It has occurred to me that one of the things that many modern biographers have either missed or given lesser attention to is the small, but important, role that food has played on the grand stage of my life.
Speaking of roles, I might begin this essay by recalling the “rolls” story that I have entertained many people with over the years.
When I first arrived in Philadelphia, after quite an arduous adventure by both sea and land (even walking 50 miles on foot across New Jersey!), traveling from my home town of Boston to the City of Brotherly Love, I happened to be quite famished. When I chanced upon the shop of one of the local bakers on Second Street, I asked for a “bisket” (as we spelled it in those days), thinking I would be able to get the same as I was accustomed to in Boston.
However, I was informed that these were not made in Philadelphia. So I would have to choose something else. I asked for a “threepenny loaf.” These were not Philadelphia fare, either. So finally, in desperation, I said, “give me three pennies’ worth of any sort.” And so I was given three large puffy rolls. I was surprised how much bread I obtained with only three pennies; but I took them, and having no room in my pockets, walked off with one roll under each arm while eating the third.
Walking down Market Street in this way, providentially, I happened to pass by the house of my future wife, Deborah (though I did not know it at the time). Standing in her doorway, she saw me, and thought that this bedraggled young man made “a most awkward, ridiculous appearance.”
Walking further, I found myself at the Market Street Wharf once more, and with my appetite being quite satisfied with the one roll, I gave the other two to a woman and her child who had been fellow travelers in our boat ride from Burlington to Philadelphia – perhaps one of the earliest examples of my life-long quest to do good!
That much-misquoted beer statement.
One of my other food stories touches on the saying that I have often been associated with and misquoted on, the issue of God making beer in order to make the human race happy. As I have already expostulated in an earlier blog, it was not beer but wine that I was referring to, and my point was not that God had specifically created such a beverage solely for our diversion, but rather, as a type of miracle that can be seen every day, in the natural cycle of rain which nourishes crops, particularly grapes used for winemaking. With that said, I will now turn to some other topics relating to food.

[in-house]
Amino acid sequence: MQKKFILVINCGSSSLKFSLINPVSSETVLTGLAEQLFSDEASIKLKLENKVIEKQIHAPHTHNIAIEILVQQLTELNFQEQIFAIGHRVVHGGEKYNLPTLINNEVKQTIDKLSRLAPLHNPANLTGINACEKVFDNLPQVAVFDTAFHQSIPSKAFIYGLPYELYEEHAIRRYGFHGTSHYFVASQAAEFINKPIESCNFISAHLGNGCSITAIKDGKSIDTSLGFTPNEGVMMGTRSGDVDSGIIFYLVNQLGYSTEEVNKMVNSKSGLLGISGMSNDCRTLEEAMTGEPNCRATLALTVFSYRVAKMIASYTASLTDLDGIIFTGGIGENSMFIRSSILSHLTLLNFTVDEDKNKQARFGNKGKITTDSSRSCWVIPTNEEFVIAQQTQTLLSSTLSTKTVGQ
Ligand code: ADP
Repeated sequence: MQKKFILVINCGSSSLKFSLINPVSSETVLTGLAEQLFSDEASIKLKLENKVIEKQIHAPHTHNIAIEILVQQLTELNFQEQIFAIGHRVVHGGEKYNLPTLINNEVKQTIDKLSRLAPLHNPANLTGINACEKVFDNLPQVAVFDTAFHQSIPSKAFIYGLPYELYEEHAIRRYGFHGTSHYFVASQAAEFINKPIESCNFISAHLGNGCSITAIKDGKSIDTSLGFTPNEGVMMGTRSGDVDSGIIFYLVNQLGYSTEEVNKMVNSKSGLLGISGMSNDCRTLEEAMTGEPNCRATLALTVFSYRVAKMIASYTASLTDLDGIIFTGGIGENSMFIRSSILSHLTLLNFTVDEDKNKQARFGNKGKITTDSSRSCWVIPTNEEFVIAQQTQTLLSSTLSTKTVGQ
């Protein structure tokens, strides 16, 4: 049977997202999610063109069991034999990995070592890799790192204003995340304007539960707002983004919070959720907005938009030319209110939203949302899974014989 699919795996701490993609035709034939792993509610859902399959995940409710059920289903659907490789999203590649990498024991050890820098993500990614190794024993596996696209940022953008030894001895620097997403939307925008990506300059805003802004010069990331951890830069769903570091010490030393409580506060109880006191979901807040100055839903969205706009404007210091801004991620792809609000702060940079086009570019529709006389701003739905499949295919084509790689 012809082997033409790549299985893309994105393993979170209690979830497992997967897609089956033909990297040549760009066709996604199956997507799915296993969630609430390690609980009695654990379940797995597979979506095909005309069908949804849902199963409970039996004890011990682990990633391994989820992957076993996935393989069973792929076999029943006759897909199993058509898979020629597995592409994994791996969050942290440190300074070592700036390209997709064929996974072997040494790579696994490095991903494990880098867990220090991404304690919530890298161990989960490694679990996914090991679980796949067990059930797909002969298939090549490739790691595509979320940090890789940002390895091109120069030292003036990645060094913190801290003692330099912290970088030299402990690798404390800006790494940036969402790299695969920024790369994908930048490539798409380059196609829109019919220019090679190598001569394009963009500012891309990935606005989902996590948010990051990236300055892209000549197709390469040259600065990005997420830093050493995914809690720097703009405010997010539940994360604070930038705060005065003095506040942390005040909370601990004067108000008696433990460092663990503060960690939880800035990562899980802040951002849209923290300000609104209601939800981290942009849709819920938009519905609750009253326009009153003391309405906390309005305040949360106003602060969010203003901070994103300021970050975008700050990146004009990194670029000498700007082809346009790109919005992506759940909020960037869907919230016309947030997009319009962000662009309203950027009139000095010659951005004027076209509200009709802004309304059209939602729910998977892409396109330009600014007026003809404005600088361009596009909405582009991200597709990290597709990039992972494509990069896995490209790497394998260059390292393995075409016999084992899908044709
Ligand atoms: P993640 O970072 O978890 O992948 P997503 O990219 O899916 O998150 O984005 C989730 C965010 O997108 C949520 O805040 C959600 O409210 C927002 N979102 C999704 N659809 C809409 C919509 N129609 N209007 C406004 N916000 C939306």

My vegetarian ways.
At a very early age, I had made a resolution not to eat “animal food,” and so had undoubtedly become one of this country’s first vegetarians. But there was one time when I was traveling, and our boat had been becalmed for lack of wind on Block Island, and the other travelers took to spending the time fishing, and then cooking up the cod that they had caught.
Conferring with an acquaintance on the voyage, I stated that I thought “the taking of every fish as a kind of unprovoked murder, since none of them had or ever could do us any injury that might justify the slaughter.” This seemed pretty reasonable. But before I had taken this vow, I had been a great lover of fish… and when this cod came hot out of the frying pan, it smelled quite delicious. I still debated with myself – but, then, noticing that when some of the fish were sliced open, smaller fish were taken from their stomachs, I thought, “if you eat one another, I don’t see why we can’t eat you.” And so I dined upon the cod quite heartily, ultimately returning only now and then occasionally to a vegetable diet.
The lesson I learned from this episode was that it is a good thing to be a reasonable creature, since it lets us find or make a reason for everything one has a mind to do.
“Inventing” some new veggies for the colonies.
Finally, as time grows short for my writing of this particular entry, I would like to leave the reader with mention of one of the other things I had been famous for, besides the various inventions with which they’re already familiar.
I did not actually “invent” them, but I was the one responsible for introducing the American colonists to the “new” vegetables of Scotch kale, Swiss barley, Chinese rhubarb, and kohlrabi. So you can thank me for the presence of these delectable items on American menus today.
As I conclude this little “blog,” perhaps it is appropriate that I also leave you with one of my Poor Richard’s sayings, “the rotten apple spoils the bunch.” Lest you become bored as I prattle on about food, I will leave the “bunch” now, before my further ramblings spoil this account, leaving a sour and disagreeable taste in your mouth.
Your humble servant,